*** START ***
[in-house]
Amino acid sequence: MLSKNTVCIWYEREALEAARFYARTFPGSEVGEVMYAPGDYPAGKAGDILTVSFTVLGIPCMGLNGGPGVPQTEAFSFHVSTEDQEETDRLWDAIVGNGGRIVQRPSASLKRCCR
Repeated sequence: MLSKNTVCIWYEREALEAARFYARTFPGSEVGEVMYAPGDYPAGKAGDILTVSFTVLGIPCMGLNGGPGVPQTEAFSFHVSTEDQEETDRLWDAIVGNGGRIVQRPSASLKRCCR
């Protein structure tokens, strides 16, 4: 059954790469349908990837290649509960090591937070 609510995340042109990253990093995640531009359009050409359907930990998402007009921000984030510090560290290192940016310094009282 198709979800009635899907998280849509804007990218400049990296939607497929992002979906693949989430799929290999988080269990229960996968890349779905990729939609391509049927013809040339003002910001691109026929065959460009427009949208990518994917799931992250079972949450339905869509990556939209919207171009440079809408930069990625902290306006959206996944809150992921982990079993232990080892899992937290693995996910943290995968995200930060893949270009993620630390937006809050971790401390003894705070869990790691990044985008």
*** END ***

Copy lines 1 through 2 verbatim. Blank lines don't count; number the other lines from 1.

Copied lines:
[in-house]
Amino acid sequence: MLSKNTVCIWYEREALEAARFYARTFPGSEVGEVMYAPGDYPAGKAGDILTVSFTVLGIPCMGLNGGPGVPQTEAFSFHVSTEDQEETDRLWDAIVGNGGRIVQRPSASLKRCCR